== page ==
36. Feenstra, Robert C, 1994. "New Product Varieties and the Measurement of International Prices," American Economic Review, American Economic Association, vol. 84(1), pages 157-77, March.
  37. Nina Pavcnik, 2000. "Trade Liberalization, Exit, and Productivity Improvements: Evidence from Chilean Plants," NBER Working Papers 7852, National Bureau of Economic Research, Inc.
  38. Mark J. Melitz, 2002. "The Impact of Trade on Intra-Industry Reallocations and Aggregate Industry Productivity," NBER Working Papers 8881, National Bureau of Economic Research, Inc.
  39. Cingano, Federico, 2003. "Returns to specific skills in industrial districts," Labour Economics, Elsevier, vol. 10(2), pages 149-164, April.
  40. Masahisa Fujita & Paul Krugman & Anthony J. Venables, 2001. "The Spatial Economy: Cities, Regions, and International Trade," MIT Press Books, The MIT Press, edition 1, volume 1, number 0262561476, March.
  41. Rosenthal, Stuart S. & Strange, William C., 2004. "Evidence on the nature and sources of agglomeration economies," Handbook of Regional and Urban Economics, in: J. V. Henderson & J. F. Thisse (ed.), Handbook of Regional and Urban Economics, edition 1, volume 4, chapter 49, pages 2119-2171 Elsevier.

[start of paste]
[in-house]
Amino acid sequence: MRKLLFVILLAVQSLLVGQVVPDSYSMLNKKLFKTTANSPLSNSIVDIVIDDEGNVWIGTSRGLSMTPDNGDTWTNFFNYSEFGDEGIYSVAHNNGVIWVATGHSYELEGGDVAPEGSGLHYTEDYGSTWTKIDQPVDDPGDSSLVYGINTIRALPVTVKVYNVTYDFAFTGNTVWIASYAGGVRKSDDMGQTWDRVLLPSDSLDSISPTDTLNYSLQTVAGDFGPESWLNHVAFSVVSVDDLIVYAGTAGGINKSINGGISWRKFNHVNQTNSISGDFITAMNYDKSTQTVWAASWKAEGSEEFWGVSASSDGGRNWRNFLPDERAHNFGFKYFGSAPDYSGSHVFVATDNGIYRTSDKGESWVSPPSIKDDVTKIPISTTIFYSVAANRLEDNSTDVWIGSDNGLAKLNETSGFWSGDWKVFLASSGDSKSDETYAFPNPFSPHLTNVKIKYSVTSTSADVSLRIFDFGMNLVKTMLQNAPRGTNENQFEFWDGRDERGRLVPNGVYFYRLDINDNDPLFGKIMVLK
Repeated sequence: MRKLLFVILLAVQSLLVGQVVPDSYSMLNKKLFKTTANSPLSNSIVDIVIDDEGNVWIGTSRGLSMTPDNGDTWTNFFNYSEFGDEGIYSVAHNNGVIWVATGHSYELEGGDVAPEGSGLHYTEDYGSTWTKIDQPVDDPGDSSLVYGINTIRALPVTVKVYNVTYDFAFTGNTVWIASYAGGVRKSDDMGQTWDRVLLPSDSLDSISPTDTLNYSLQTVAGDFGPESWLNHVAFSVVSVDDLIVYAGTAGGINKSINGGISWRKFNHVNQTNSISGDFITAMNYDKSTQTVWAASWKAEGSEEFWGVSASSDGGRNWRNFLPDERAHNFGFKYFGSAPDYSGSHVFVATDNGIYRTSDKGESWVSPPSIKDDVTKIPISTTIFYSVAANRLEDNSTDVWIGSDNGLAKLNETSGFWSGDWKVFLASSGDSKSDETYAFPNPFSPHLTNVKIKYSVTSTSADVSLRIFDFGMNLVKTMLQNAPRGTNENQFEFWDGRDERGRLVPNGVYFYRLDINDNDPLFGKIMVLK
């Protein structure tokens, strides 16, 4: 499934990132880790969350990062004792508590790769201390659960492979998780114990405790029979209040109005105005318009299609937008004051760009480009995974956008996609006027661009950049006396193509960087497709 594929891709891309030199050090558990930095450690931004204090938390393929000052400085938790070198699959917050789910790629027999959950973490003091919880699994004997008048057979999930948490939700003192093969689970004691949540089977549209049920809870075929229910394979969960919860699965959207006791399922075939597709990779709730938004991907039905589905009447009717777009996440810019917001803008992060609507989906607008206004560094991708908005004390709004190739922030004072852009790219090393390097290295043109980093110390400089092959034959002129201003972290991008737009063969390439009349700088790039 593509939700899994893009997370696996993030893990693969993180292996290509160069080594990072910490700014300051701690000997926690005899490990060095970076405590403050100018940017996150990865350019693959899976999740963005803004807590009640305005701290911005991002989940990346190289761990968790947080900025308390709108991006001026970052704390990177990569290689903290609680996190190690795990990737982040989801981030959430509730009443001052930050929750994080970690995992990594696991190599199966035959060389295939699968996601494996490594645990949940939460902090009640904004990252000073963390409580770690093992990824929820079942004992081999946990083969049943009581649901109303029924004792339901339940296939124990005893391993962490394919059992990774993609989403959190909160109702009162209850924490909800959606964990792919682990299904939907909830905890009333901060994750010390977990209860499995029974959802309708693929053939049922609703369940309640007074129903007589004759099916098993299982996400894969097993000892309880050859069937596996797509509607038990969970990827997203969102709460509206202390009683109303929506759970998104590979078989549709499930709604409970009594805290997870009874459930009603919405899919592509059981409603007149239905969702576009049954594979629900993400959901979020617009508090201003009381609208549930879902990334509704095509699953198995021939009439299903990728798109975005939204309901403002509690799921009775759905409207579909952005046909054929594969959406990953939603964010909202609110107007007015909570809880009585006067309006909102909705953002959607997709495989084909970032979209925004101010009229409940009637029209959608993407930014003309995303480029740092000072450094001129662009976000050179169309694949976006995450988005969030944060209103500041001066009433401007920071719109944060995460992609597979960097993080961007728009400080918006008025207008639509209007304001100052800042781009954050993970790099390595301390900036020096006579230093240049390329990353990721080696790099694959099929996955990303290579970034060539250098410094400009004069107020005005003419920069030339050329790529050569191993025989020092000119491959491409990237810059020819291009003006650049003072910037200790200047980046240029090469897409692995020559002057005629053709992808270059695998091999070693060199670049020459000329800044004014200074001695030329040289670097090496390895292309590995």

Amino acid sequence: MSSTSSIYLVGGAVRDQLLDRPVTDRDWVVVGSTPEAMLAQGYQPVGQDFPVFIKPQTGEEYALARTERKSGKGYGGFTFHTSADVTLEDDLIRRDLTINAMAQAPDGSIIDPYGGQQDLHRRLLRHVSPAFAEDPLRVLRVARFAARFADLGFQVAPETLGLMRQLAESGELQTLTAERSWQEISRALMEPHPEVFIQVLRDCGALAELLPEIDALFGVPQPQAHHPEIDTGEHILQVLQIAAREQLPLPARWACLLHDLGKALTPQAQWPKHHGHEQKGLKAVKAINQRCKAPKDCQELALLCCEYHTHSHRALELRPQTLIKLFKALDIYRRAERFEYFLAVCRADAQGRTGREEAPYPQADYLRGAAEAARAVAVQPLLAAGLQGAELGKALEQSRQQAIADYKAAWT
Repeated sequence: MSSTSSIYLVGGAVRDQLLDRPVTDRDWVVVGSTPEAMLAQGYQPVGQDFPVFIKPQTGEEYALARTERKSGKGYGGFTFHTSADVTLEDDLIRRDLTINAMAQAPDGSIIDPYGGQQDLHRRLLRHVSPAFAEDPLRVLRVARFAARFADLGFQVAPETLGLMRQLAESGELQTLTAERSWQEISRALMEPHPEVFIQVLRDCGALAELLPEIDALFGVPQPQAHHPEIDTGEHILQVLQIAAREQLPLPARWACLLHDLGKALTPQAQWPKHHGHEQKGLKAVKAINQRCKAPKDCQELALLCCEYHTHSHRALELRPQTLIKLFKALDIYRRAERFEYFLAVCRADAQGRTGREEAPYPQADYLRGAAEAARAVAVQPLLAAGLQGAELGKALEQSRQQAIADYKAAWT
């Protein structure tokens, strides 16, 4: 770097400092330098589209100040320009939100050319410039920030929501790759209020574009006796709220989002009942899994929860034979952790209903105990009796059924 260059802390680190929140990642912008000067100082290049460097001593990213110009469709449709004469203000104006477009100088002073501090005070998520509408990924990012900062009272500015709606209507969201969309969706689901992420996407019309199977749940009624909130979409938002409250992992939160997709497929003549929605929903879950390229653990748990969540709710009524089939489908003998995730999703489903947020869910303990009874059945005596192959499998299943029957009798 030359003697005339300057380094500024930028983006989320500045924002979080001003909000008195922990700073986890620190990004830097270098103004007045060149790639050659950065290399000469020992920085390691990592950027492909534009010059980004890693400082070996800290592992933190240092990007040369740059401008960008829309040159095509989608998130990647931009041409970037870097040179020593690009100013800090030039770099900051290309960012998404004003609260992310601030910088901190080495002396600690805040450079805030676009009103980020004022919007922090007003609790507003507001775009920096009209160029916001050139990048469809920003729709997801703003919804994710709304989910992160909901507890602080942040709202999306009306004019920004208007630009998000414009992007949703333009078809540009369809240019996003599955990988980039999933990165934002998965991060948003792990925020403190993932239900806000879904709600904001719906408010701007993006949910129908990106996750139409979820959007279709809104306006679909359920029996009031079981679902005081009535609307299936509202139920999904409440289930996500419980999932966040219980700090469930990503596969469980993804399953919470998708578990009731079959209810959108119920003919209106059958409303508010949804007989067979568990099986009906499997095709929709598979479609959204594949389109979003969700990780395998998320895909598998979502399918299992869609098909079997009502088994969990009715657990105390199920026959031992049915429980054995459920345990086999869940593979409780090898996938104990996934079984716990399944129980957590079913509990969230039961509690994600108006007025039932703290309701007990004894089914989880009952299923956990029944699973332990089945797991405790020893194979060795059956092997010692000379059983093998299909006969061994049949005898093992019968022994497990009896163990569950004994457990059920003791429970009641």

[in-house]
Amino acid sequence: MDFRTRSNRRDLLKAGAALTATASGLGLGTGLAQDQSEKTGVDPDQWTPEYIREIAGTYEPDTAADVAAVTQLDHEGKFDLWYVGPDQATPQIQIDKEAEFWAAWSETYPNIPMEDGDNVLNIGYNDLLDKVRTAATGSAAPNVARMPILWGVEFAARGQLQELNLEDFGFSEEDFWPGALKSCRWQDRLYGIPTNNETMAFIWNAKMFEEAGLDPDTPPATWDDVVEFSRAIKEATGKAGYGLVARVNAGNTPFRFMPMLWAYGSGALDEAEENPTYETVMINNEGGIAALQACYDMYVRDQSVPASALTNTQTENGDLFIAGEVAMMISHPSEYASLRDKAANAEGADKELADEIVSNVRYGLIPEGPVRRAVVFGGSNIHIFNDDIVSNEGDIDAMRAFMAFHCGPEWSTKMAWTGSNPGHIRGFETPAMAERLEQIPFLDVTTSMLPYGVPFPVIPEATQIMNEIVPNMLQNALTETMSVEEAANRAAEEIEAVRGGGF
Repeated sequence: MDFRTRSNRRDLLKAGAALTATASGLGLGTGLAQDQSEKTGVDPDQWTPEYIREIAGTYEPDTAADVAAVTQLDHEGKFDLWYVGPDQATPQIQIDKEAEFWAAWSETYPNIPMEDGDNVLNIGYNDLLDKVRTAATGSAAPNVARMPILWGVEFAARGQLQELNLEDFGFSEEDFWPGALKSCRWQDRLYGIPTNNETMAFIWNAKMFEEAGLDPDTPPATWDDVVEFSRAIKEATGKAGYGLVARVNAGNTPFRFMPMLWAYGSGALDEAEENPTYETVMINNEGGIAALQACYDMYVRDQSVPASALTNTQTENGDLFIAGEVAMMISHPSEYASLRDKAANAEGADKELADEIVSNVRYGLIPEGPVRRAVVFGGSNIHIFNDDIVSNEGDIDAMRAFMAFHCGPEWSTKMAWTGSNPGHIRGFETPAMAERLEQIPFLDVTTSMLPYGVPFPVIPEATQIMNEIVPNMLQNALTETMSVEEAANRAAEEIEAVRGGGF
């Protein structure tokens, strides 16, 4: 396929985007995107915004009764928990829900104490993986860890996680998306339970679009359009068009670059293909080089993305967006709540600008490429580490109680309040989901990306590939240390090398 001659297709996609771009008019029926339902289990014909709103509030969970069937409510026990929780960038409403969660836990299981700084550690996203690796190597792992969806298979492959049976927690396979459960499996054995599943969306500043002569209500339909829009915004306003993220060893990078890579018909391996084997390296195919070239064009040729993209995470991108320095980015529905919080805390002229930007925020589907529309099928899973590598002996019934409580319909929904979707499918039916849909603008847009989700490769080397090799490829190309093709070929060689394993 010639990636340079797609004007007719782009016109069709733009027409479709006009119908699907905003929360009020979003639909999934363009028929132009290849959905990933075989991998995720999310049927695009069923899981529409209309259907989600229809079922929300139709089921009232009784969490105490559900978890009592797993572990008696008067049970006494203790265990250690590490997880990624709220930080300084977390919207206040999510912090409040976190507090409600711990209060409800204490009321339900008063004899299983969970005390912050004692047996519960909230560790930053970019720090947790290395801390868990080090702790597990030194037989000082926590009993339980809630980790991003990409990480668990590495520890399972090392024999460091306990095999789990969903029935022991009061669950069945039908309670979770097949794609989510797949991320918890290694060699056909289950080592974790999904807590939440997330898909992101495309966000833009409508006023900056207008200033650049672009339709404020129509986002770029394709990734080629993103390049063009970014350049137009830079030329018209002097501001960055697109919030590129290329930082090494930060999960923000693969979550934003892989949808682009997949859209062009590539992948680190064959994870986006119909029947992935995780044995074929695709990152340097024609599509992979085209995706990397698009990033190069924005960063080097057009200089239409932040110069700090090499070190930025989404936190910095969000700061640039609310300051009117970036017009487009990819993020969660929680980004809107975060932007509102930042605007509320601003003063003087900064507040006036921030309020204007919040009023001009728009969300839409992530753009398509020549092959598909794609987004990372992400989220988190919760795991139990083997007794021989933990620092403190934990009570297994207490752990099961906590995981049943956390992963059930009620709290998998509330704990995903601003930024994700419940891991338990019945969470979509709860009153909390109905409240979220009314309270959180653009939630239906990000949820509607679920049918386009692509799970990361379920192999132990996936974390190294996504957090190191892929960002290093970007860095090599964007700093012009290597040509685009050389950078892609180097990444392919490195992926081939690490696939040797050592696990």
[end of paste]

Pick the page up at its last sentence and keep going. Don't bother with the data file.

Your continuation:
42. Tabuchi, Takatoshi & Yoshida, Atsushi, 2000. "Separating Urban Agglomeration Economies in Consumption and Production," Journal of Urban Economics, Elsevier, vol. 48(1), pages 70-84, July.
  43. Borjas, George J. & Bronars, Stephen G. & Trejo, Stephen J., 1992. "Self-selection and internal migration in the United States," Journal of Urban Economics, Elsevier, vol. 32(2), pages 159-185, September.
  44. Panigo, Demian & Naticchioni, Paolo, 2004. "Employment protection, job-tenure and short term mobility wage gains," CEPREMAP Working Papers (Couverture Orange) 0402, CEPREMAP.
  45. Bernard, Andrew B. & Jensen, J. Bradford & Schott, Peter K., 2006. "Trade costs, firms and productivity," Journal of Monetary Economics, Elsevier, vol. 53(5), pages 917-937, July.
  46. Keith Head & John Ries, 2001. "Increasing Returns versus National Product Differentiation as an Explanation for the Pattern of U.S.-Canada Trade," American Economic Review, American Economic Association, vol. 91(4), pages 858-876, September.
  47. Joris Pinkse & Margaret E. Slade & Craig Brett, 2002. "Spatial Price Competition: A Semiparametric Approach," Econometrica, Econometric Society, vol. 70(3), pages 1111-1153, May.
  48. John M. Abowd (corresponding) & Francis Kramarz, 2004. "Are Good Workers Employed by Good Firms? A Simple Test of Positive Assortative Matching Models," Econometric Society 2004 North American Winter Meetings 385, Econometric Society.
  49. repec:rus:hseeco:122439 is not listed on IDEAS
  50. Helsley, Robert W. & Strange, William C., 1990. "Matching and agglomeration economies in a system of cities," Regional Science and Urban Economics, Elsevier, vol. 20(2), pages 189-212, September.